From the cover of a seawall, they saw an LCI, one of the larger models of landing craft, touch ground. Soldiers aboard tried to disembark but the rough waves tangled up their gangway. Trapped on the LCI deck, the men came under enemy fire. At that moment, one of the combat engineers, Sapper Walter Coveyduck, left the seawall’s protection to go save the men of the LCI.

This was Juno Beach’s Nan Red sector, the morning of June 6, 1944, a pivotal day in the Second World War. The Allied invasion of occupied France had begun, opening a new front against Nazi Germany.

The 14,000 Canadians who landed that day, 75 years ago, included a Nova Scotia fisherman, a Quebec labourer, an Ottawa civil servant and an Alberta farmer. For decades, their eyewitness accounts sat in a U.S. archive, unseen even by their relatives.

Four years ago, a Toronto resident, Geoff Osborne, started documenting his grandfather Earl Olmsted’s journey through the war. This led him to The Longest Day, the 1959 best-seller about the landing written by former war correspondent Cornelius Ryan. Mr. Ryan had collected the testimonials of more than 1,000 survivors but only quoted a portion in his book. Those files, including submissions from about 120 Canadians, are stored at the Mahn Center for Archives and Special Collections, Ohio University Libraries.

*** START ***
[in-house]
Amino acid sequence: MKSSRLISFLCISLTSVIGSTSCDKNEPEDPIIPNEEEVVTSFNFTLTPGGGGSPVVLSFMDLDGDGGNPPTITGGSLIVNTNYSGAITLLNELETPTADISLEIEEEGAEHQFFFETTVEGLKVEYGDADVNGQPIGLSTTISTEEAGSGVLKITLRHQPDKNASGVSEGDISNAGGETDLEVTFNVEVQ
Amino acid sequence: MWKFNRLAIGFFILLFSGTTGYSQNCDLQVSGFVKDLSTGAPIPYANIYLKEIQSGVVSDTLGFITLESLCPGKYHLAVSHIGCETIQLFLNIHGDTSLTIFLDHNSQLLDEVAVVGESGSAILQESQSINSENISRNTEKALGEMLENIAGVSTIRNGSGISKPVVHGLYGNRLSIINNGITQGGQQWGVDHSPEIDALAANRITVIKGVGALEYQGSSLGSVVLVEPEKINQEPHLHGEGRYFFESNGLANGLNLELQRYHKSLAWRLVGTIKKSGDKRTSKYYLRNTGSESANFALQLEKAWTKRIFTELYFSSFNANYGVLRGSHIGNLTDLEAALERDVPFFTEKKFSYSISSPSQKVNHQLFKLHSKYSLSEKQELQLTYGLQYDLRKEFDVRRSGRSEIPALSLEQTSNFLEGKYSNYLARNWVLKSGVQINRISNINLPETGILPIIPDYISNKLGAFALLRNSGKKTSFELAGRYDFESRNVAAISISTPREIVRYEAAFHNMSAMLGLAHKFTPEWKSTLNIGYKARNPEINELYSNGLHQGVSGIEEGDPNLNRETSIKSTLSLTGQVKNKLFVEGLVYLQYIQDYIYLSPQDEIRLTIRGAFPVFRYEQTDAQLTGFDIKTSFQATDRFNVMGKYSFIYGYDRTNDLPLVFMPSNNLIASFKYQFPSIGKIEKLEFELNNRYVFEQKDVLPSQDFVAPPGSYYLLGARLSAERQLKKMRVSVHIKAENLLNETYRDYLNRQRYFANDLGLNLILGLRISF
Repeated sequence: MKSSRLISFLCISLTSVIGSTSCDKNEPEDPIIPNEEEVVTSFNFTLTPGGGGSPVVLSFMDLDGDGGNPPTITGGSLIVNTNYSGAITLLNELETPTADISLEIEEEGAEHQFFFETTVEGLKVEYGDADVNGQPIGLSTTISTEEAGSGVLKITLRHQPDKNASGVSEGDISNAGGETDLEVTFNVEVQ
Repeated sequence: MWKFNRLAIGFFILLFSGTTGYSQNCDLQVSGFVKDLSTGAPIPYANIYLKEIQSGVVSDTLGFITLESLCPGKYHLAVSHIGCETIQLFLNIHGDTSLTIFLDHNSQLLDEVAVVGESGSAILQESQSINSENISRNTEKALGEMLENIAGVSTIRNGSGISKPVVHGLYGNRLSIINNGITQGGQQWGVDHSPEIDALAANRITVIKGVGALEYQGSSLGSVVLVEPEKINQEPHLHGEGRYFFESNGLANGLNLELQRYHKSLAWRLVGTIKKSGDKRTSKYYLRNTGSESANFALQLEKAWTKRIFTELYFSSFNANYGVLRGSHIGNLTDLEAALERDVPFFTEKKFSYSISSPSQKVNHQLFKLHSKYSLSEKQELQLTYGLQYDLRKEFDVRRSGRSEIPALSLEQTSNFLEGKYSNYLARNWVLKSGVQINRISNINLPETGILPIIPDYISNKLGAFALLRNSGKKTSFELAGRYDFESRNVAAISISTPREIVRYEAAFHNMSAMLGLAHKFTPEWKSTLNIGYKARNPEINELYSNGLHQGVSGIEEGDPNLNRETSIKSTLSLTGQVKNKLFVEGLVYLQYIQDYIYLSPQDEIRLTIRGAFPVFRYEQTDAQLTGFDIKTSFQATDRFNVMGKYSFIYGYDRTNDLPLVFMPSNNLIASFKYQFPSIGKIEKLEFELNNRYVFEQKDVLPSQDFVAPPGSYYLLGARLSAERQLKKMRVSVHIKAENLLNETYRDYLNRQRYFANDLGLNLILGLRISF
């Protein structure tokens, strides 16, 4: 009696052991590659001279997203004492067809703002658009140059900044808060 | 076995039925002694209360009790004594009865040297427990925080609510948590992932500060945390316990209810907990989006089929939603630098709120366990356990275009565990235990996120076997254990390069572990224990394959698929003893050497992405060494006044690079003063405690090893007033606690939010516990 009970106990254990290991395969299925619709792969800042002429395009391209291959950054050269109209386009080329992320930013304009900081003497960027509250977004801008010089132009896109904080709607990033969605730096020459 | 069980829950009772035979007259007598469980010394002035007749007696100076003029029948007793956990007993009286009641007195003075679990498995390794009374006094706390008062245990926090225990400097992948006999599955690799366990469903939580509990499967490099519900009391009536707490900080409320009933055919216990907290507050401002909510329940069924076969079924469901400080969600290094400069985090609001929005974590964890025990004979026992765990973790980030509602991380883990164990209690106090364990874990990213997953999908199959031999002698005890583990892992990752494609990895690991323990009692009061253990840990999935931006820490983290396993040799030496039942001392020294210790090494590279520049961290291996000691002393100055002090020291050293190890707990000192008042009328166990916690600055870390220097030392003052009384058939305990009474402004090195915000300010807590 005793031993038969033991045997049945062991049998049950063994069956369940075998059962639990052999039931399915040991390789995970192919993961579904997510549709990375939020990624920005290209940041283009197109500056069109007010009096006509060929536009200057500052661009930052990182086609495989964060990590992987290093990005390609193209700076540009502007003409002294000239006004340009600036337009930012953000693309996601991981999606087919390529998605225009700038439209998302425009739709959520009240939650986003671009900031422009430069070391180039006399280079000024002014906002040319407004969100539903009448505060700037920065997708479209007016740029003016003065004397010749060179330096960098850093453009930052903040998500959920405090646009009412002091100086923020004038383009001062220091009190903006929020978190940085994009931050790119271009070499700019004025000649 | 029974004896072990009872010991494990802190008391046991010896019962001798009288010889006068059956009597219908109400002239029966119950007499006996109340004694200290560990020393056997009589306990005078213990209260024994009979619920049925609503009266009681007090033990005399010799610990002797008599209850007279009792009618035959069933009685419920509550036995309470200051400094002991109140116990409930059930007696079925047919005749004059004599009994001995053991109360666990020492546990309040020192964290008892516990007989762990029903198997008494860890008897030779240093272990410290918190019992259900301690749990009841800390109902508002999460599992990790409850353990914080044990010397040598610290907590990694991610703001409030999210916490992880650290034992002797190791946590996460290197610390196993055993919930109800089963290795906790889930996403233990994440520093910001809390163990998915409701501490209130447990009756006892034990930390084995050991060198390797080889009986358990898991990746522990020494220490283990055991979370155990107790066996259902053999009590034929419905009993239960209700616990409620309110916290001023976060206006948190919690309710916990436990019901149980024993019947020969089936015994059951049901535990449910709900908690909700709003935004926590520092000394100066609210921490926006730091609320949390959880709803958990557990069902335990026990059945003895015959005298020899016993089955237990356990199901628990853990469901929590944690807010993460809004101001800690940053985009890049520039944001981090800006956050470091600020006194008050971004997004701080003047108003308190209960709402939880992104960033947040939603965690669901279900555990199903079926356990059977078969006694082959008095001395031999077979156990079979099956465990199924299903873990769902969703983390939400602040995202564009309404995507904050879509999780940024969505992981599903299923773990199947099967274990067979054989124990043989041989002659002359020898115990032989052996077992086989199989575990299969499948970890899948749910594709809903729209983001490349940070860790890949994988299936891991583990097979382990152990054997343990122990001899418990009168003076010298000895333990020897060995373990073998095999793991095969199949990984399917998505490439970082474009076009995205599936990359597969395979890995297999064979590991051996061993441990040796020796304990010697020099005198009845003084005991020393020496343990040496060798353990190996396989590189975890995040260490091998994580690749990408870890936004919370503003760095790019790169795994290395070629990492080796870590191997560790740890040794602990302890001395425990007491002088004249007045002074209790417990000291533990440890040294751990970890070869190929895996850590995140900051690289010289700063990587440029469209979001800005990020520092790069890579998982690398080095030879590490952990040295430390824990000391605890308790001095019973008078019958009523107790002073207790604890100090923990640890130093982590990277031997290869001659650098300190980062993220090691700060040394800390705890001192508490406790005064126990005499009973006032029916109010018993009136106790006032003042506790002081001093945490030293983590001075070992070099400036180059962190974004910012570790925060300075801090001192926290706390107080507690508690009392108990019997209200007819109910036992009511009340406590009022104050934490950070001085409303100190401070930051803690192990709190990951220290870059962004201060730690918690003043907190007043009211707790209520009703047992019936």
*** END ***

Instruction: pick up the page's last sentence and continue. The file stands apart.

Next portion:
From those papers, here are the stories of four Canadians.

Read it all.

Posted in Canada, History, Military / Armed Forces

(CNN) A 97-year-old vet jumped out of a plane to recreate his D-Day parachute drop

For most people, a summer trip to France is a chance to relax in beautiful surroundings and to savor the country’s fine food. For Tom Rice of San Diego, it’s an opportunity to relive the time he nearly died jumping from a C-47 Douglas airplane, then was shot at, again and again.
Despite being 97, Rice climbed once more into the bone-rattling fuselage of a C-47 and, while flying over the Normandy fields where he first saw action in 1944, leaped into the unknown.